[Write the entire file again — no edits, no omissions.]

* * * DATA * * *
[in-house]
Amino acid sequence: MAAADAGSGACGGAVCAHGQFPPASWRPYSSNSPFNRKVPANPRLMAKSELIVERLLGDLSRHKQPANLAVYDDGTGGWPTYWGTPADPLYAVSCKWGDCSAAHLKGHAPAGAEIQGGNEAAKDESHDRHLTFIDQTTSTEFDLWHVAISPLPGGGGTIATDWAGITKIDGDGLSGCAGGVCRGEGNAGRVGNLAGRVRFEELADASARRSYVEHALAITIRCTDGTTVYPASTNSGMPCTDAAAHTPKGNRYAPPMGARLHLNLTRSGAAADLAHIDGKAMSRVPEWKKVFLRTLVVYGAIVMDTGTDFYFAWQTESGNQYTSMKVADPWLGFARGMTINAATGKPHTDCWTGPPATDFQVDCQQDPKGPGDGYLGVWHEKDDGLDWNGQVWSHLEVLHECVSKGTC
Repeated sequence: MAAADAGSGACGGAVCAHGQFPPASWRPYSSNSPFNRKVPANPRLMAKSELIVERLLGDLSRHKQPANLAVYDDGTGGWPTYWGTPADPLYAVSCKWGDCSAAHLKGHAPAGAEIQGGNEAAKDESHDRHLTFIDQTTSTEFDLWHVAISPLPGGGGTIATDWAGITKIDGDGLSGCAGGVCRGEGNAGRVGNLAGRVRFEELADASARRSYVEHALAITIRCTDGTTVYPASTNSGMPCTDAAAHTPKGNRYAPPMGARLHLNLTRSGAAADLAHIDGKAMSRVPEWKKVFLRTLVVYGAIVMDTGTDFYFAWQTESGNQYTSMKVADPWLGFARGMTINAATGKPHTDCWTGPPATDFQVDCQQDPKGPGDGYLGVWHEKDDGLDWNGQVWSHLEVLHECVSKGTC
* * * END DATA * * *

[in-house]
Amino acid sequence: MAAADAGSGACGGAVCAHGQFPPASWRPYSSNSPFNRKVPANPRLMAKSELIVERLLGDLSRHKQPANLAVYDDGTGGWPTYWGTPADPLYAVSCKWGDCSAAHLKGHAPAGAEIQGGNEAAKDESHDRHLTFIDQTTSTEFDLWHVAISPLPGGGGTIATDWAGITKIDGDGLSGCAGGVCRGEGNAGRVGNLAGRVRFEELADASARRSYVEHALAITIRCTDGTTVYPASTNSGMPCTDAAAHTPKGNRYAPPMGARLHLNLTRSGAAADLAHIDGKAMSRVPEWKKVFLRTLVVYGAIVMDTGTDFYFAWQTESGNQYTSMKVADPWLGFARGMTINAATGKPHTDCWTGPPATDFQVDCQQDPKGPGDGYLGVWHEKDDGLDWNGQVWSHLEVLHECVSKGTC
Repeated sequence: MAAADAGSGACGGAVCAHGQFPPASWRPYSSNSPFNRKVPANPRLMAKSELIVERLLGDLSRHKQPANLAVYDDGTGGWPTYWGTPADPLYAVSCKWGDCSAAHLKGHAPAGAEIQGGNEAAKDESHDRHLTFIDQTTSTEFDLWHVAISPLPGGGGTIATDWAGITKIDGDGLSGCAGGVCRGEGNAGRVGNLAGRVRFEELADASARRSYVEHALAITIRCTDGTTVYPASTNSGMPCTDAAAHTPKGNRYAPPMGARLHLNLTRSGAAADLAHIDGKAMSRVPEWKKVFLRTLVVYGAIVMDTGTDFYFAWQTESGNQYTSMKVADPWLGFARGMTINAATGKPHTDCWTGPPATDFQVDCQQDPKGPGDGYLGVWHEKDDGLDWNGQVWSHLEVLHECVSKGTC